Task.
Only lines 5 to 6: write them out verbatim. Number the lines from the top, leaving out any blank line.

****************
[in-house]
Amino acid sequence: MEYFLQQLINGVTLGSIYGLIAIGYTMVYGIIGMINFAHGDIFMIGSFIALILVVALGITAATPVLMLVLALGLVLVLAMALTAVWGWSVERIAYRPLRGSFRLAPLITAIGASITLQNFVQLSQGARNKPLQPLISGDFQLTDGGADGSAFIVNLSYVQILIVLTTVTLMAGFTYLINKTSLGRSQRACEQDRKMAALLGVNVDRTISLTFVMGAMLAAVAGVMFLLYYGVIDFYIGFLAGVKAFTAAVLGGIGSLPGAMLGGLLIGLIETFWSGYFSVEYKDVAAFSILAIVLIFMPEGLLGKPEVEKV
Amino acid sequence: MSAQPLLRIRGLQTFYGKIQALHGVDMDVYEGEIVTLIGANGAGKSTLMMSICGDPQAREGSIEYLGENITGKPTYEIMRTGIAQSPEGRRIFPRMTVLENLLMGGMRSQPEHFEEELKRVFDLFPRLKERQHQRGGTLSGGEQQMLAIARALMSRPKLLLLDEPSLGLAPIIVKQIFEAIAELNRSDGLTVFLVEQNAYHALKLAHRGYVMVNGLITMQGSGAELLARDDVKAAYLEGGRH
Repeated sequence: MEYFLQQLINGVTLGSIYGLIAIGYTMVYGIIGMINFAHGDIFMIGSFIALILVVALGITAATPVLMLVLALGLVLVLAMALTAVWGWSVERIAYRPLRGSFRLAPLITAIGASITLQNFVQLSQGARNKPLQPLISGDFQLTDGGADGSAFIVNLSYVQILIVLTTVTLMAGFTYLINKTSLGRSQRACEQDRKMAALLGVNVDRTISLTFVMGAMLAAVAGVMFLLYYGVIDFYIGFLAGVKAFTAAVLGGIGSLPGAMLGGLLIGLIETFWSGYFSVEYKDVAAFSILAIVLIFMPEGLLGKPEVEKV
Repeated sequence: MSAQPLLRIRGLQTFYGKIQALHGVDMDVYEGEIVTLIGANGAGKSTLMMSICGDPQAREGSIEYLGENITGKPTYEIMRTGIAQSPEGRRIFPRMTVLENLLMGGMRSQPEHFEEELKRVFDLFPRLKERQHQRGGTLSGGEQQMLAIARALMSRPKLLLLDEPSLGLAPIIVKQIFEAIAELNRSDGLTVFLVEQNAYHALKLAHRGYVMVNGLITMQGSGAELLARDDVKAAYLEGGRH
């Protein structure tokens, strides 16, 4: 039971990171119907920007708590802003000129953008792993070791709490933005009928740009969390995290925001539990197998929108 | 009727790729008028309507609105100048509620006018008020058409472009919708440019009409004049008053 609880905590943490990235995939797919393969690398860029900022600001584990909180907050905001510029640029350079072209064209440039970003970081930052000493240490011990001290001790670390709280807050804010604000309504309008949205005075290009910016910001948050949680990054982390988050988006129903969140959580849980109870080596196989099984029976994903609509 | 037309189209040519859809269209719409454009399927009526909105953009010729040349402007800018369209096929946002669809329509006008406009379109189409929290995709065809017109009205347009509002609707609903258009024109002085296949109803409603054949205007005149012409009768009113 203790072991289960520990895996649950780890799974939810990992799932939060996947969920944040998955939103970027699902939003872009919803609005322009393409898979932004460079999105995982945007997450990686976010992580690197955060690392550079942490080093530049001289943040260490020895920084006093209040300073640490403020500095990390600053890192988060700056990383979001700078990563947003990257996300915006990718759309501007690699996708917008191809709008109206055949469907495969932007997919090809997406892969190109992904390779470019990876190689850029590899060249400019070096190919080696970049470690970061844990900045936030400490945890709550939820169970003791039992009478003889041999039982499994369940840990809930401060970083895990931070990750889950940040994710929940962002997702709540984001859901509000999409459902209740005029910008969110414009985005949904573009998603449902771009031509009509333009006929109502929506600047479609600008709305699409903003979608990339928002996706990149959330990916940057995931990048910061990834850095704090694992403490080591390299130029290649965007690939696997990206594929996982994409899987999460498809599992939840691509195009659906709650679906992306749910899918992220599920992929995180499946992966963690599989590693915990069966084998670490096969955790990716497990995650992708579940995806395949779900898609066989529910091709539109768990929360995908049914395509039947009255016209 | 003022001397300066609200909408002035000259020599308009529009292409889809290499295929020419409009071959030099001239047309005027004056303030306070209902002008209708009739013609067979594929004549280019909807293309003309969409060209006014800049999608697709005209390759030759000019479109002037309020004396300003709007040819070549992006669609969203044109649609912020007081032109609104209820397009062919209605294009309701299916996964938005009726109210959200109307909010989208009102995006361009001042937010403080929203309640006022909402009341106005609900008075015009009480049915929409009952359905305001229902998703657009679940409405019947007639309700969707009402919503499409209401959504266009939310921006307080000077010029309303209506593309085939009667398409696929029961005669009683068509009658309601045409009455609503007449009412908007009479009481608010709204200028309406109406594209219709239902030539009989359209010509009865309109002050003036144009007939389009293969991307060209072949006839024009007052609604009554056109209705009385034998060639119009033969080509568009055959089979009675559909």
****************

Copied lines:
Repeated sequence: MSAQPLLRIRGLQTFYGKIQALHGVDMDVYEGEIVTLIGANGAGKSTLMMSICGDPQAREGSIEYLGENITGKPTYEIMRTGIAQSPEGRRIFPRMTVLENLLMGGMRSQPEHFEEELKRVFDLFPRLKERQHQRGGTLSGGEQQMLAIARALMSRPKLLLLDEPSLGLAPIIVKQIFEAIAELNRSDGLTVFLVEQNAYHALKLAHRGYVMVNGLITMQGSGAELLARDDVKAAYLEGGRH
């Protein structure tokens, strides 16, 4: 039971990171119907920007708590802003000129953008792993070791709490933005009928740009969390995290925001539990197998929108 | 009727790729008028309507609105100048509620006018008020058409472009919708440019009409004049008053 609880905590943490990235995939797919393969690398860029900022600001584990909180907050905001510029640029350079072209064209440039970003970081930052000493240490011990001290001790670390709280807050804010604000309504309008949205005075290009910016910001948050949680990054982390988050988006129903969140959580849980109870080596196989099984029976994903609509 | 037309189209040519859809269209719409454009399927009526909105953009010729040349402007800018369209096929946002669809329509006008406009379109189409929290995709065809017109009205347009509002609707609903258009024109002085296949109803409603054949205007005149012409009768009113 203790072991289960520990895996649950780890799974939810990992799932939060996947969920944040998955939103970027699902939003872009919803609005322009393409898979932004460079999105995982945007997450990686976010992580690197955060690392550079942490080093530049001289943040260490020895920084006093209040300073640490403020500095990390600053890192988060700056990383979001700078990563947003990257996300915006990718759309501007690699996708917008191809709008109206055949469907495969932007997919090809997406892969190109992904390779470019990876190689850029590899060249400019070096190919080696970049470690970061844990900045936030400490945890709550939820169970003791039992009478003889041999039982499994369940840990809930401060970083895990931070990750889950940040994710929940962002997702709540984001859901509000999409459902209740005029910008969110414009985005949904573009998603449902771009031509009509333009006929109502929506600047479609600008709305699409903003979608990339928002996706990149959330990916940057995931990048910061990834850095704090694992403490080591390299130029290649965007690939696997990206594929996982994409899987999460498809599992939840691509195009659906709650679906992306749910899918992220599920992929995180499946992966963690599989590693915990069966084998670490096969955790990716497990995650992708579940995806395949779900898609066989529910091709539109768990929360995908049914395509039947009255016209 | 003022001397300066609200909408002035000259020599308009529009292409889809290499295929020419409009071959030099001239047309005027004056303030306070209902002008209708009739013609067979594929004549280019909807293309003309969409060209006014800049999608697709005209390759030759000019479109002037309020004396300003709007040819070549992006669609969203044109649609912020007081032109609104209820397009062919209605294009309701299916996964938005009726109210959200109307909010989208009102995006361009001042937010403080929203309640006022909402009341106005609900008075015009009480049915929409009952359905305001229902998703657009679940409405019947007639309700969707009402919503499409209401959504266009939310921006307080000077010029309303209506593309085939009667398409696929029961005669009683068509009658309601045409009455609503007449009412908007009479009481608010709204200028309406109406594209219709239902030539009989359209010509009865309109002050003036144009007939389009293969991307060209072949006839024009007052609604009554056109209705009385034998060639119009033969080509568009055959089979009675559909």